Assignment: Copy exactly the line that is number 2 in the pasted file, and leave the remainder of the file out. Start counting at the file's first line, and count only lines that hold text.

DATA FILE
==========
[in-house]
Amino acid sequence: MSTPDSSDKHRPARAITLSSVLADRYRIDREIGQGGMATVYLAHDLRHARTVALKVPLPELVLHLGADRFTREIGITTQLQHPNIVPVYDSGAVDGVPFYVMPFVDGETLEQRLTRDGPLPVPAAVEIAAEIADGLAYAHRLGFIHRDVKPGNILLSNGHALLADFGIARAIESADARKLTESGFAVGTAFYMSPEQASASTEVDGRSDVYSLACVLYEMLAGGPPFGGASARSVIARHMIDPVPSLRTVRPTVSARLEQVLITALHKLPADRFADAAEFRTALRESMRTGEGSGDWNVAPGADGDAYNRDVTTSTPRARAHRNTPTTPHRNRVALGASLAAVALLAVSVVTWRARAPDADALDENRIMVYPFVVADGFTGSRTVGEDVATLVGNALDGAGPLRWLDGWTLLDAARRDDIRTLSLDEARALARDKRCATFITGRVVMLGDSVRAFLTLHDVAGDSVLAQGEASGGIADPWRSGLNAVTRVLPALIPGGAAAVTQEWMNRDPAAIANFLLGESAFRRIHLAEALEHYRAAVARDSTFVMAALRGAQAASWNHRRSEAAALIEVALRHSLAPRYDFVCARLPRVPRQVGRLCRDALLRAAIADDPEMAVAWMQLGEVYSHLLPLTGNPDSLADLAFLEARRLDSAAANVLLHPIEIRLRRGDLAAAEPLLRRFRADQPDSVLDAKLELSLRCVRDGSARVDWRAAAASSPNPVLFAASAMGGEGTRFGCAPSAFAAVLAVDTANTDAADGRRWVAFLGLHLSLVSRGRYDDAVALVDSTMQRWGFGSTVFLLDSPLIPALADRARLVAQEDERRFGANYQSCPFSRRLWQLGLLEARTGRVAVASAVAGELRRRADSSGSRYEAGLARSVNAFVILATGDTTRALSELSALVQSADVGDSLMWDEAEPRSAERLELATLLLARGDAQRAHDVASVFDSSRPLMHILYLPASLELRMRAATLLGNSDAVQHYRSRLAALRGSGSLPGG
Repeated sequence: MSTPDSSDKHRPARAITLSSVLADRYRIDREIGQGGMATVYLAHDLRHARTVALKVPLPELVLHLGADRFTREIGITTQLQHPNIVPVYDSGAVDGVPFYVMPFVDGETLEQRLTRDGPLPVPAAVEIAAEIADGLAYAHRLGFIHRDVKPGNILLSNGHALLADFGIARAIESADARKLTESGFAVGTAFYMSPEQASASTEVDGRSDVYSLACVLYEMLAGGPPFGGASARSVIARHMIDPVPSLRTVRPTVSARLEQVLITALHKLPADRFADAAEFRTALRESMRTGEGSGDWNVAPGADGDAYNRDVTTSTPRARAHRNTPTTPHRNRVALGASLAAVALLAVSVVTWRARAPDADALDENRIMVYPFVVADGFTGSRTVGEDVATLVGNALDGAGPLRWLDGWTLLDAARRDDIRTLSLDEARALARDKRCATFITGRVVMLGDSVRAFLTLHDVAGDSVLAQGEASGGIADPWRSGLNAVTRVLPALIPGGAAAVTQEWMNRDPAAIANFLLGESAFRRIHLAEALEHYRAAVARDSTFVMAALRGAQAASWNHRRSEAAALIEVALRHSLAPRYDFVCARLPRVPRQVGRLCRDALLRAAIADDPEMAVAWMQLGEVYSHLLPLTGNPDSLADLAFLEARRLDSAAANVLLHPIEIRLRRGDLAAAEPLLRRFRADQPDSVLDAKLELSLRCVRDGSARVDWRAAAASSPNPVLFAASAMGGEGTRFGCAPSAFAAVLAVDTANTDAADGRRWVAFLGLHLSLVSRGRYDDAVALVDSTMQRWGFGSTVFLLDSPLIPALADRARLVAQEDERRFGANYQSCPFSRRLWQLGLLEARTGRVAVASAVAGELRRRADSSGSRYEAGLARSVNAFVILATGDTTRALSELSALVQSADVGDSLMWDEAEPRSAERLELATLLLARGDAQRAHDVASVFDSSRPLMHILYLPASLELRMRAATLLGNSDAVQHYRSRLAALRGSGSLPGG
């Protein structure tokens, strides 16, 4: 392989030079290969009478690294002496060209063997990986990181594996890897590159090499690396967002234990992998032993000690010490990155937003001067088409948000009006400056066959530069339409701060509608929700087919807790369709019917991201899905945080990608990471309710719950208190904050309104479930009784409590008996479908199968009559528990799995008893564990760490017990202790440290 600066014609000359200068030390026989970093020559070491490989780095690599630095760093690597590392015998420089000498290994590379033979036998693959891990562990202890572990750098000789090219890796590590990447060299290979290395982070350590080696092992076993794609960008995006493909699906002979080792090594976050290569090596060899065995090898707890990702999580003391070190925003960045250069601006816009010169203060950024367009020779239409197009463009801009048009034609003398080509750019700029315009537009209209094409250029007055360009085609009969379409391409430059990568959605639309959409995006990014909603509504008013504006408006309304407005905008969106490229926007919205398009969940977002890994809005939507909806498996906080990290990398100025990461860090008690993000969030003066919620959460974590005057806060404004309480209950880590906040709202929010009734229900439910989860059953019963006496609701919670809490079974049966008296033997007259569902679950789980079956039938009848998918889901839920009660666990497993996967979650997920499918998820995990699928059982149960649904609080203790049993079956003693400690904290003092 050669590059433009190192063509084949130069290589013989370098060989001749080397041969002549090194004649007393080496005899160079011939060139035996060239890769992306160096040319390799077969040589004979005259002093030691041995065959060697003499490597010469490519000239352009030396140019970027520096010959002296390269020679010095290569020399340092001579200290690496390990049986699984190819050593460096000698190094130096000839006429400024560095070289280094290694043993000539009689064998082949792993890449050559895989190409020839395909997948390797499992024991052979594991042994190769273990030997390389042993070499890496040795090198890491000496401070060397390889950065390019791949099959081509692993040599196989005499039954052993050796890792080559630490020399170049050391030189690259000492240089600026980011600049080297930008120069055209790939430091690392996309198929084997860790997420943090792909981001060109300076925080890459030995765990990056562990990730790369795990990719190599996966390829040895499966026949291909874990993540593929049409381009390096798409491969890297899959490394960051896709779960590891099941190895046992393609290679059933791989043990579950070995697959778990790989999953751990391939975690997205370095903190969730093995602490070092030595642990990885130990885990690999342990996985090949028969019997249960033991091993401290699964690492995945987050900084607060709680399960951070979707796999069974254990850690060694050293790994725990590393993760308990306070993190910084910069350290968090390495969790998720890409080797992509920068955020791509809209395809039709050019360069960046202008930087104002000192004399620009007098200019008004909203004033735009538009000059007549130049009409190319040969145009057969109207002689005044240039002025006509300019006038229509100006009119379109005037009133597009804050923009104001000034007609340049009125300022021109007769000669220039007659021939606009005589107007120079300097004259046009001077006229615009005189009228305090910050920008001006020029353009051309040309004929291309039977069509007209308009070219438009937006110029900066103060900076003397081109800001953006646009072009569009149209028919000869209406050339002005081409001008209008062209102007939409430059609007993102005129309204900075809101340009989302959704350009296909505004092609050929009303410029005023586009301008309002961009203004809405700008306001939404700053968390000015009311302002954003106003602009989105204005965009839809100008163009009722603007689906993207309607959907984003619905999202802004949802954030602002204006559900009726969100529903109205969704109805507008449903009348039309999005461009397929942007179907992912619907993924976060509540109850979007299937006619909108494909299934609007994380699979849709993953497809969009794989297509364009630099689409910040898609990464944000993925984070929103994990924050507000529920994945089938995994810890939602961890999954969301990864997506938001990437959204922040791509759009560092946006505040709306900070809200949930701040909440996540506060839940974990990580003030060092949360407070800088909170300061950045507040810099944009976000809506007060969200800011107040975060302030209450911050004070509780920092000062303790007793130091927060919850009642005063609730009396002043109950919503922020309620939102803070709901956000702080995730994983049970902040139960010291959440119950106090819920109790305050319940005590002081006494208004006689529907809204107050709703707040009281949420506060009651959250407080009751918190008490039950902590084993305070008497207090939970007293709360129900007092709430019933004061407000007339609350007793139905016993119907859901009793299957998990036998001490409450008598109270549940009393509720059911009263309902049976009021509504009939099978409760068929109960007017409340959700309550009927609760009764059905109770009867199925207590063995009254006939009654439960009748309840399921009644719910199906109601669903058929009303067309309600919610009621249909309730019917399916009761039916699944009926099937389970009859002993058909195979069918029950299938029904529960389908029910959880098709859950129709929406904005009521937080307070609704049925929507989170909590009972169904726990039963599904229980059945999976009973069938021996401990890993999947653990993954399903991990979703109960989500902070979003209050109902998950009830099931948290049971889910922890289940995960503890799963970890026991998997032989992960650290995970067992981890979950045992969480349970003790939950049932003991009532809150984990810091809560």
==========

Amino acid sequence: MSTPDSSDKHRPARAITLSSVLADRYRIDREIGQGGMATVYLAHDLRHARTVALKVPLPELVLHLGADRFTREIGITTQLQHPNIVPVYDSGAVDGVPFYVMPFVDGETLEQRLTRDGPLPVPAAVEIAAEIADGLAYAHRLGFIHRDVKPGNILLSNGHALLADFGIARAIESADARKLTESGFAVGTAFYMSPEQASASTEVDGRSDVYSLACVLYEMLAGGPPFGGASARSVIARHMIDPVPSLRTVRPTVSARLEQVLITALHKLPADRFADAAEFRTALRESMRTGEGSGDWNVAPGADGDAYNRDVTTSTPRARAHRNTPTTPHRNRVALGASLAAVALLAVSVVTWRARAPDADALDENRIMVYPFVVADGFTGSRTVGEDVATLVGNALDGAGPLRWLDGWTLLDAARRDDIRTLSLDEARALARDKRCATFITGRVVMLGDSVRAFLTLHDVAGDSVLAQGEASGGIADPWRSGLNAVTRVLPALIPGGAAAVTQEWMNRDPAAIANFLLGESAFRRIHLAEALEHYRAAVARDSTFVMAALRGAQAASWNHRRSEAAALIEVALRHSLAPRYDFVCARLPRVPRQVGRLCRDALLRAAIADDPEMAVAWMQLGEVYSHLLPLTGNPDSLADLAFLEARRLDSAAANVLLHPIEIRLRRGDLAAAEPLLRRFRADQPDSVLDAKLELSLRCVRDGSARVDWRAAAASSPNPVLFAASAMGGEGTRFGCAPSAFAAVLAVDTANTDAADGRRWVAFLGLHLSLVSRGRYDDAVALVDSTMQRWGFGSTVFLLDSPLIPALADRARLVAQEDERRFGANYQSCPFSRRLWQLGLLEARTGRVAVASAVAGELRRRADSSGSRYEAGLARSVNAFVILATGDTTRALSELSALVQSADVGDSLMWDEAEPRSAERLELATLLLARGDAQRAHDVASVFDSSRPLMHILYLPASLELRMRAATLLGNSDAVQHYRSRLAALRGSGSLPGG